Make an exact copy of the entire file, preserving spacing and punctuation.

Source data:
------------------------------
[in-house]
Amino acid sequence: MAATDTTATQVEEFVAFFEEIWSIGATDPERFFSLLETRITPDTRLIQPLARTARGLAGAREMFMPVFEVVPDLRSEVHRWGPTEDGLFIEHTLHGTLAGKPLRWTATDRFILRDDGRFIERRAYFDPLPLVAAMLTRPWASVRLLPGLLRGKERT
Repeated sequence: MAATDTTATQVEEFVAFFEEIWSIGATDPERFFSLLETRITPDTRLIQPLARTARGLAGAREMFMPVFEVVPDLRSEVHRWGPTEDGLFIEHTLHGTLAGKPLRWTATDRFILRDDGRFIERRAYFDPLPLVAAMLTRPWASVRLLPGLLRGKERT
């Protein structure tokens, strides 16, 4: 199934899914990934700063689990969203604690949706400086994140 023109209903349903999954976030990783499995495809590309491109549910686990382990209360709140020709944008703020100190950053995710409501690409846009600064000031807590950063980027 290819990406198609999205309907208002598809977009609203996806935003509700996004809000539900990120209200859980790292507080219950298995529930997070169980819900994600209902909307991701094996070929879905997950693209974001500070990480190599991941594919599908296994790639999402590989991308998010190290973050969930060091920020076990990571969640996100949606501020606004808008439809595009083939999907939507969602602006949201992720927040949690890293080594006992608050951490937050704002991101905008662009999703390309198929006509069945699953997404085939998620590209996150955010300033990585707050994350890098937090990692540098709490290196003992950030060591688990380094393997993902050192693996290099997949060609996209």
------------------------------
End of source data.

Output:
[in-house]
Amino acid sequence: MAATDTTATQVEEFVAFFEEIWSIGATDPERFFSLLETRITPDTRLIQPLARTARGLAGAREMFMPVFEVVPDLRSEVHRWGPTEDGLFIEHTLHGTLAGKPLRWTATDRFILRDDGRFIERRAYFDPLPLVAAMLTRPWASVRLLPGLLRGKERT
Repeated sequence: MAATDTTATQVEEFVAFFEEIWSIGATDPERFFSLLETRITPDTRLIQPLARTARGLAGAREMFMPVFEVVPDLRSEVHRWGPTEDGLFIEHTLHGTLAGKPLRWTATDRFILRDDGRFIERRAYFDPLPLVAAMLTRPWASVRLLPGLLRGKERT
């Protein structure tokens, strides 16, 4: 199934899914990934700063689990969203604690949706400086994140 023109209903349903999954976030990783499995495809590309491109549910686990382990209360709140020709944008703020100190950053995710409501690409846009600064000031807590950063980027 290819990406198609999205309907208002598809977009609203996806935003509700996004809000539900990120209200859980790292507080219950298995529930997070169980819900994600209902909307991701094996070929879905997950693209974001500070990480190599991941594919599908296994790639999402590989991308998010190290973050969930060091920020076990990571969640996100949606501020606004808008439809595009083939999907939507969602602006949201992720927040949690890293080594006992608050951490937050704002991101905008662009999703390309198929006509069945699953997404085939998620590209996150955010300033990585707050994350890098937090990692540098709490290196003992950030060591688990380094393997993902050192693996290099997949060609996209």